Researchers are discovering just how easily both blind and sighted people can be trained to echolocate.
The more difficult the task, the less likely they will be generous.
The bigger the tree, the greater the diversity of ant species that call it home
Scientists are looking at the genetic profiles of families with a history of a rare syndrome that affects follicle structure.
Many viruses thrive by blocking cells’ internal messages, but one particularly crippling infection can actually change these messages’ content.
The geological wonders could be at risk.
Computational tools have the ability to analyze books’ emotional arcs, but it’s unclear what they can really find out about literature.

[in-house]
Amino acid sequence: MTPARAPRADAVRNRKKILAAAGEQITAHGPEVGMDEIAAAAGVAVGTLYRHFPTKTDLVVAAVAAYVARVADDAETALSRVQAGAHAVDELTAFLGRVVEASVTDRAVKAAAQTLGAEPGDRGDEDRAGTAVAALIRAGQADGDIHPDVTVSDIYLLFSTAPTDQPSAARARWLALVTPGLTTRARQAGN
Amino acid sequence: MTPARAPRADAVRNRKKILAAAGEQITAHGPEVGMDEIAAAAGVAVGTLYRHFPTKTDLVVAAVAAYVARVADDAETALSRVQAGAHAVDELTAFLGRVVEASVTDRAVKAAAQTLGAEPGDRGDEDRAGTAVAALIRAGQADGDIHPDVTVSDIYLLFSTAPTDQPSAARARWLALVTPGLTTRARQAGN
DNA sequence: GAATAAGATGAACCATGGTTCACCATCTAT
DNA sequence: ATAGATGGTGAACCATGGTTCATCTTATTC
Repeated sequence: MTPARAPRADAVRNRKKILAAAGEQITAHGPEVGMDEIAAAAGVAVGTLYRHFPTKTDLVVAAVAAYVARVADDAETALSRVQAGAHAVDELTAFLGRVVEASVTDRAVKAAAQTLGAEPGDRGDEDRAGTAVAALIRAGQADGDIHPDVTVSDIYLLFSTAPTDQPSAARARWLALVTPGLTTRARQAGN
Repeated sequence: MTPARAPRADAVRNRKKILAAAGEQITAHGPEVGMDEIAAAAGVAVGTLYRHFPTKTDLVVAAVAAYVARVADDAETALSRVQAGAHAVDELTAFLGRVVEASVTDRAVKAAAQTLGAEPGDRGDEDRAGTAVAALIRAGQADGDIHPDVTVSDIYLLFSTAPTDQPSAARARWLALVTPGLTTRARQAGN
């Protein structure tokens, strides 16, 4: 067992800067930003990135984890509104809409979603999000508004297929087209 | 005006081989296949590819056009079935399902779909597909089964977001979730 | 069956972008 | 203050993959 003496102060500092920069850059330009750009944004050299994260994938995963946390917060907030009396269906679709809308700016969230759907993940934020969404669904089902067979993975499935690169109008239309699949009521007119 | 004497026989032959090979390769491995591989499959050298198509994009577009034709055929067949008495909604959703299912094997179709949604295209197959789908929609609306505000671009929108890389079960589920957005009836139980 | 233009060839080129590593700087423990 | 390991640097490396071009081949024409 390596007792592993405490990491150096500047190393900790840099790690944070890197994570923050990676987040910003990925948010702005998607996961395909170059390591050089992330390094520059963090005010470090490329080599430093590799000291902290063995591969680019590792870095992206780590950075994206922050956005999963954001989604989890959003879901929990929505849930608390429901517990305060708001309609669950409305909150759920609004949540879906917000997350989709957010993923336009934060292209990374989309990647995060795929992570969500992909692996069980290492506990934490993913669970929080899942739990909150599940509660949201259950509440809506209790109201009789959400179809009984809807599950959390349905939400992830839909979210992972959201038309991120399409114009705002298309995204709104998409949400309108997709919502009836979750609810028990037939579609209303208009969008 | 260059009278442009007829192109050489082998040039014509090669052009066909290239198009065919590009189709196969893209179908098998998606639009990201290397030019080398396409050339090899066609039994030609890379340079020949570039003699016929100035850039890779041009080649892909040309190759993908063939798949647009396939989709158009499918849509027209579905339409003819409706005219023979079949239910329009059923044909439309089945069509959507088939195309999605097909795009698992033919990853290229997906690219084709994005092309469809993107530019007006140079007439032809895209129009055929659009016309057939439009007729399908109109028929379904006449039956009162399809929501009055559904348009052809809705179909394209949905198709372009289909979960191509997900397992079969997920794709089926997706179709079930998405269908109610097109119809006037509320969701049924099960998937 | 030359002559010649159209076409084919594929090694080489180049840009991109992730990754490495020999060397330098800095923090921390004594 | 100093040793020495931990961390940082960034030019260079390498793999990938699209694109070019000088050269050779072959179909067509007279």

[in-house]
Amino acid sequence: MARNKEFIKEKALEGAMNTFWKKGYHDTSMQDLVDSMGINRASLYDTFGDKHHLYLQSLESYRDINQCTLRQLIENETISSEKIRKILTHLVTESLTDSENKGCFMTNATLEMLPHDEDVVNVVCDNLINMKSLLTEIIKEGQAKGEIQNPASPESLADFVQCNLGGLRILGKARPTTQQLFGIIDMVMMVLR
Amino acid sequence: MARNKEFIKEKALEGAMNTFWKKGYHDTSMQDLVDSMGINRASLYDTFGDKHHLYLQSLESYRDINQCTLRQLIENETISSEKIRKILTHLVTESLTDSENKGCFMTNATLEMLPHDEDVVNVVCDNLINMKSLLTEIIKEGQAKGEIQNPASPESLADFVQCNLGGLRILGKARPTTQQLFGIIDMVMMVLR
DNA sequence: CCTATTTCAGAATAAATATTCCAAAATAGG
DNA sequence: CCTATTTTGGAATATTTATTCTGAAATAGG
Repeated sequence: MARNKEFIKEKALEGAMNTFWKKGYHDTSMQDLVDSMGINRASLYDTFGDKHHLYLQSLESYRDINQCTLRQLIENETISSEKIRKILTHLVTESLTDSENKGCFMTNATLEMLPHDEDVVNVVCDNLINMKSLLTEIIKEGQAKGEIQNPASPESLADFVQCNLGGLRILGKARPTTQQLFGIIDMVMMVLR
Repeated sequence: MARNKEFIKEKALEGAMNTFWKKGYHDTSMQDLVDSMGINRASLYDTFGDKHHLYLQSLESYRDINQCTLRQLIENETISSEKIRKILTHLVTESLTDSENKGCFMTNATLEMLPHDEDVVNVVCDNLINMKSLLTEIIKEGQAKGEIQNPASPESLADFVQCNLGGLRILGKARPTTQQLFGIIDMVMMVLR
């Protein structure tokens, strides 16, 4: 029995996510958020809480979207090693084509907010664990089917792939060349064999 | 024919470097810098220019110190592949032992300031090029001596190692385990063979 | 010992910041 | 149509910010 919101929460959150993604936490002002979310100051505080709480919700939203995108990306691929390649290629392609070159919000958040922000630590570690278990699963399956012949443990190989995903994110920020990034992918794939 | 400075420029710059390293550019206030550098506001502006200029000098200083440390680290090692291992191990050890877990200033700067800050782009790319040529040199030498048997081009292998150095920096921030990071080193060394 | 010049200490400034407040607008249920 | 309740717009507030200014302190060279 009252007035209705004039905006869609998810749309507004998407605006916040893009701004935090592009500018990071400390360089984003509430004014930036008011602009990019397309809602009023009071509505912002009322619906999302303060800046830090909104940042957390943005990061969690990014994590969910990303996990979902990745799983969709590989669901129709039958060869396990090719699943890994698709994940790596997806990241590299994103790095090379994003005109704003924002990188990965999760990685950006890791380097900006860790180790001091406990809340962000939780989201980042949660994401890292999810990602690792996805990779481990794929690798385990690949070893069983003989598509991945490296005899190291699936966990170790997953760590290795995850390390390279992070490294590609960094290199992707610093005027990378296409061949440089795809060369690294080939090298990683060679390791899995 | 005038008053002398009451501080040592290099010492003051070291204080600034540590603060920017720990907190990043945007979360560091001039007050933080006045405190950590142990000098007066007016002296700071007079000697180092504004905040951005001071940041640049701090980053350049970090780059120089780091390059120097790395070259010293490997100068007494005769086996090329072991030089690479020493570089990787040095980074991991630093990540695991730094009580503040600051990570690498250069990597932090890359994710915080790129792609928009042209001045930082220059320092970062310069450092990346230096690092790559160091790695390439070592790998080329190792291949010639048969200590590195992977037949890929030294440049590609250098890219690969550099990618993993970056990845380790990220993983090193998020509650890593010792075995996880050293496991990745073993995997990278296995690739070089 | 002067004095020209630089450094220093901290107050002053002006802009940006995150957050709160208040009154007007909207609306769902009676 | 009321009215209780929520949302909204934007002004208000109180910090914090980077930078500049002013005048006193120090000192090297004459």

How researchers found a mate for a rare mollusc
A 17-years-long study reveals how the complex relationships between a cell’s genes allow it to function.
If you’re a spider, that is.
A thin, microscopic membrane that surrounds the tiny crustaceans’ feces seems to be their trick to munching on men-of-war and venomous jellies.
The secret is in their stems.
The virus may rely on particular receptors to infect neural stem cells—but scientists still have more questions than answers.
The brain plays a strange trick in low light—and when people take Viagra.
The code that makes cells is more complex than it once seemed.
Scientists are trying to tweak a well-known model of ecological change to account for environmental fluctuations.
Questions and answers with Gever Tulley, co-author of Fifty Dangerous Things (You Should Let Your Children Do)
An interview with the author of Plastic: A Toxic Love Story on the origins and uses of plastic—and how it abuses us
Some medical debates are as old as the Scientific Revolution. An interview with the author of Blood Work.
"Worrying is always bad for your health." Wrong. A study lasting for more than 80 years debunks conventional wisdom.